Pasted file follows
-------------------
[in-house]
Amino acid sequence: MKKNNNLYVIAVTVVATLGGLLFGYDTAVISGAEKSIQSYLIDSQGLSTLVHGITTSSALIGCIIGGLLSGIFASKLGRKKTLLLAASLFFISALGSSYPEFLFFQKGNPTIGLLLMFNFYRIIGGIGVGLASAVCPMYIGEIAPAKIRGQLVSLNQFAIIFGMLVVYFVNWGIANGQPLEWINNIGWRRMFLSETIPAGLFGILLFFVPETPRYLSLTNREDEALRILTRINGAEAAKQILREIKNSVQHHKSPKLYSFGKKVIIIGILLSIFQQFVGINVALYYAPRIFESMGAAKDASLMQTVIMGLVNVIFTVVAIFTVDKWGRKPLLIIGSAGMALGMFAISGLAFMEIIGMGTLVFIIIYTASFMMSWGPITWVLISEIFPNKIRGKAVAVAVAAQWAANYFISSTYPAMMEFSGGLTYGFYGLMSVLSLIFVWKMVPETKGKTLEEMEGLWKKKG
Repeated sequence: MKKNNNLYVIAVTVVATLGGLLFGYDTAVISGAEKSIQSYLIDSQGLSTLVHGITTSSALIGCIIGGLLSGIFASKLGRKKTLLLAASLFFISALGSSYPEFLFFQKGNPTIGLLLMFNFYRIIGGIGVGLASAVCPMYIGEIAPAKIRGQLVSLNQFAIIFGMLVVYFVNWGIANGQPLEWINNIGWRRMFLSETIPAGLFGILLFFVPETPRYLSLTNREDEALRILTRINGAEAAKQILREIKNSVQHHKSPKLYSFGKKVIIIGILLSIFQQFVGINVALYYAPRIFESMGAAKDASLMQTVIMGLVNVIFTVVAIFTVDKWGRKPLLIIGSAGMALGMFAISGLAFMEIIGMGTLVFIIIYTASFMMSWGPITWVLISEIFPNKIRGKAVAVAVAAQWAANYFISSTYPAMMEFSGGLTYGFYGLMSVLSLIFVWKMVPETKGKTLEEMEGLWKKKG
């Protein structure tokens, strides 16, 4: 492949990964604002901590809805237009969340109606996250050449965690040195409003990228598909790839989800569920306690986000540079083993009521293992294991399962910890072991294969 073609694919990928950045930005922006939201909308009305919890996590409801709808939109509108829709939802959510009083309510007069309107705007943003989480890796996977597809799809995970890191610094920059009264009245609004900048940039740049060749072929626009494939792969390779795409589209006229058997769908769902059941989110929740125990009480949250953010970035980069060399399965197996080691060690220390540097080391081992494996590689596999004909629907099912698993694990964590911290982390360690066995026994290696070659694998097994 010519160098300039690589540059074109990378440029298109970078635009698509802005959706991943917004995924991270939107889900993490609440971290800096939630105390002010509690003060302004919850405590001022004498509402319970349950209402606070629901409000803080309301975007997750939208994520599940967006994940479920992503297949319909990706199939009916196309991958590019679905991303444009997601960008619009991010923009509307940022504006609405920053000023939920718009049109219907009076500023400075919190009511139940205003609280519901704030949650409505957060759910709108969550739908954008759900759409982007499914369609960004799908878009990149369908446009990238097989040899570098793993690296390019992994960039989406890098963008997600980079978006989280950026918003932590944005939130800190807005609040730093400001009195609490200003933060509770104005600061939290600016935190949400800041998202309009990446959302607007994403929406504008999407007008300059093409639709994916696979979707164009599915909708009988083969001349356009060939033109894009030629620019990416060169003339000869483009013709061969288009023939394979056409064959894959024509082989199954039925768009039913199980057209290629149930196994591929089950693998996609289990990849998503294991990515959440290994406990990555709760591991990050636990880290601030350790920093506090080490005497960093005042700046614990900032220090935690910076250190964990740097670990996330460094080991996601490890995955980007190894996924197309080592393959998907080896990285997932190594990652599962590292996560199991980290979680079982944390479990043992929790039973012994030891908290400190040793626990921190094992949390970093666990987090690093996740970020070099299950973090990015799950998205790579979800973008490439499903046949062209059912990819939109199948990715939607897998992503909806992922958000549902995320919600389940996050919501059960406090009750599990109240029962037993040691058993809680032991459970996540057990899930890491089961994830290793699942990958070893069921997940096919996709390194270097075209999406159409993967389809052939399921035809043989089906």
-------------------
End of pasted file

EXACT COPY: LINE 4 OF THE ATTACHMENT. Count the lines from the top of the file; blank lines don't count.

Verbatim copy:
């Protein structure tokens, strides 16, 4: 492949990964604002901590809805237009969340109606996250050449965690040195409003990228598909790839989800569920306690986000540079083993009521293992294991399962910890072991294969 073609694919990928950045930005922006939201909308009305919890996590409801709808939109509108829709939802959510009083309510007069309107705007943003989480890796996977597809799809995970890191610094920059009264009245609004900048940039740049060749072929626009494939792969390779795409589209006229058997769908769902059941989110929740125990009480949250953010970035980069060399399965197996080691060690220390540097080391081992494996590689596999004909629907099912698993694990964590911290982390360690066995026994290696070659694998097994 010519160098300039690589540059074109990378440029298109970078635009698509802005959706991943917004995924991270939107889900993490609440971290800096939630105390002010509690003060302004919850405590001022004498509402319970349950209402606070629901409000803080309301975007997750939208994520599940967006994940479920992503297949319909990706199939009916196309991958590019679905991303444009997601960008619009991010923009509307940022504006609405920053000023939920718009049109219907009076500023400075919190009511139940205003609280519901704030949650409505957060759910709108969550739908954008759900759409982007499914369609960004799908878009990149369908446009990238097989040899570098793993690296390019992994960039989406890098963008997600980079978006989280950026918003932590944005939130800190807005609040730093400001009195609490200003933060509770104005600061939290600016935190949400800041998202309009990446959302607007994403929406504008999407007008300059093409639709994916696979979707164009599915909708009988083969001349356009060939033109894009030629620019990416060169003339000869483009013709061969288009023939394979056409064959894959024509082989199954039925768009039913199980057209290629149930196994591929089950693998996609289990990849998503294991990515959440290994406990990555709760591991990050636990880290601030350790920093506090080490005497960093005042700046614990900032220090935690910076250190964990740097670990996330460094080991996601490890995955980007190894996924197309080592393959998907080896990285997932190594990652599962590292996560199991980290979680079982944390479990043992929790039973012994030891908290400190040793626990921190094992949390970093666990987090690093996740970020070099299950973090990015799950998205790579979800973008490439499903046949062209059912990819939109199948990715939607897998992503909806992922958000549902995320919600389940996050919501059960406090009750599990109240029962037993040691058993809680032991459970996540057990899930890491089961994830290793699942990958070893069921997940096919996709390194270097075209999406159409993967389809052939399921035809043989089906």